They love hearing their language and they love the prestige it gives Siamou people and the Siamou language to hear a Tubabu reading it.

After selling a few calendars I go home and pray that God will use this story of Noah to lead people toward the Truth, toward God, and toward Eternal Life.

Paul Thiessen (Blumenort), currently living in Canada, has served in Burkina Faso, west Africa, for many years.

MCC: Reasons to hope this Easter

 Compiled by Rachel Bergen

“Why do you look for the living among the dead? He is not here, but has risen” (Luke 24:5).

He is risen, indeed!

Resurrection is the ultimate sign of hope. Christ’s rebirth plants hope in people of faith, and we regularly see this hope blossom in the lives of the people that MCC supports around the world.

 MCC responds to famine in South Sudan

At a point in time where Yemen, Somalia, South Sudan and northeast Nigeria are affected by what the United Nations calls the worst global food crisis since the Second World War, it may be difficult to see signs of hope.

The United Nations has declared a famine in Unity State, the northern region of South Sudan. It’s the first famine declared by the UN since 2011. Famine is a term the UN rarely uses, reserved for the most dire situations that meet specific criteria for rates of malnutrition, food shortages and death.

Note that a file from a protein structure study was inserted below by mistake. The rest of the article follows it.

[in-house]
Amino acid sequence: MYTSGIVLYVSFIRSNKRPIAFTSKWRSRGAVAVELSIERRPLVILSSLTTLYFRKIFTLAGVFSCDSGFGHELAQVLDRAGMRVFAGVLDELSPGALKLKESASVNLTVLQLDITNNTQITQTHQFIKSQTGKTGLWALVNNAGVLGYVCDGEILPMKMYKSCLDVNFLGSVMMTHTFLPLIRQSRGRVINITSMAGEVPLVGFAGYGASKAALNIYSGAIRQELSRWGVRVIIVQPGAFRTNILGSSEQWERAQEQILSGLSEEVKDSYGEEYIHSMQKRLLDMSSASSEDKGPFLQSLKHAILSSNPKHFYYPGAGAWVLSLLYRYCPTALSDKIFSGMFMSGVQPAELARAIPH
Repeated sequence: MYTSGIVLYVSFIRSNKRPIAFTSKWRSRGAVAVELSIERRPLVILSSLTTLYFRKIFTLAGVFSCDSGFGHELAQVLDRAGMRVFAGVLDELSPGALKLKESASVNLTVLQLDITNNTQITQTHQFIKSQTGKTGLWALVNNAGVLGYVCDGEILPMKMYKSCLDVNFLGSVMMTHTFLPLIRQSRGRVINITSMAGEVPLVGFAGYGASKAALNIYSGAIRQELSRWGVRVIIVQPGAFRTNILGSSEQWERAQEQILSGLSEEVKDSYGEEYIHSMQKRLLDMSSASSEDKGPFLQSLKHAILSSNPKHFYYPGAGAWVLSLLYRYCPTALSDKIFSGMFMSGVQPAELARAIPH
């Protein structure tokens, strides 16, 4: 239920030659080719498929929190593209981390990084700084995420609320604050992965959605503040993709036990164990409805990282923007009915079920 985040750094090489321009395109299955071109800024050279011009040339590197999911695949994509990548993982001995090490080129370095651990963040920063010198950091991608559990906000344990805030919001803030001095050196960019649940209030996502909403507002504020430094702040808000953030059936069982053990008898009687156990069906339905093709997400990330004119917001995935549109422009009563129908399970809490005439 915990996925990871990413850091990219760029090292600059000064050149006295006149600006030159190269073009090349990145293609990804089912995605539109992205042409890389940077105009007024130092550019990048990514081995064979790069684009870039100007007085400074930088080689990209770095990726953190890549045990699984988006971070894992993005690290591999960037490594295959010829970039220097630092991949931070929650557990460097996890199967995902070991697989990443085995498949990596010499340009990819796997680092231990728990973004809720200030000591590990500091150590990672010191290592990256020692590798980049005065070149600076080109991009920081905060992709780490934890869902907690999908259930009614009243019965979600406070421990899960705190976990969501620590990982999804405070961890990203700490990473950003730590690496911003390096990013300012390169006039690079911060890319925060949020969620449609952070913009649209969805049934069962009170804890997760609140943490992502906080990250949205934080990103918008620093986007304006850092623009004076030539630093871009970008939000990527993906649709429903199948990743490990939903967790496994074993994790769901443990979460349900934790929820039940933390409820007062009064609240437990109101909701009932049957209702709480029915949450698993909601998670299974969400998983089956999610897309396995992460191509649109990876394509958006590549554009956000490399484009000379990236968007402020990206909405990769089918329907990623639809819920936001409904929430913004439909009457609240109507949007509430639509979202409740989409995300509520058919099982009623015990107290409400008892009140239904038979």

MCC is providing a two-month supply of food materials in Unity State. Two hundred and forty-five households will receive sorghum (grain), beans, cooking oil and salt. The distribution will be carried out by MCC’s partner, Sudanese Development Relief Agency.

In addition, we are supporting South Sudanese refugees living in refugee camps in the Gambella region of Ethiopia. A shipment of MCC canned meat recently left our warehouse in Canada, and will help supplement the diet of people in the camps – mostly children, pregnant women and nursing mothers.

Conflict-affected families are receiving humanitarian assistance in Ukraine

For much of the world, the conflict in eastern Ukraine seems to be forgotten, but the Nesterchuk family continues to live through it. Though Ukraine might not be making headlines, MCC has partnered with local organizations there to help deliver humanitarian assistance for the internally displaced people and others who are vulnerable since the conflict began in early 2014.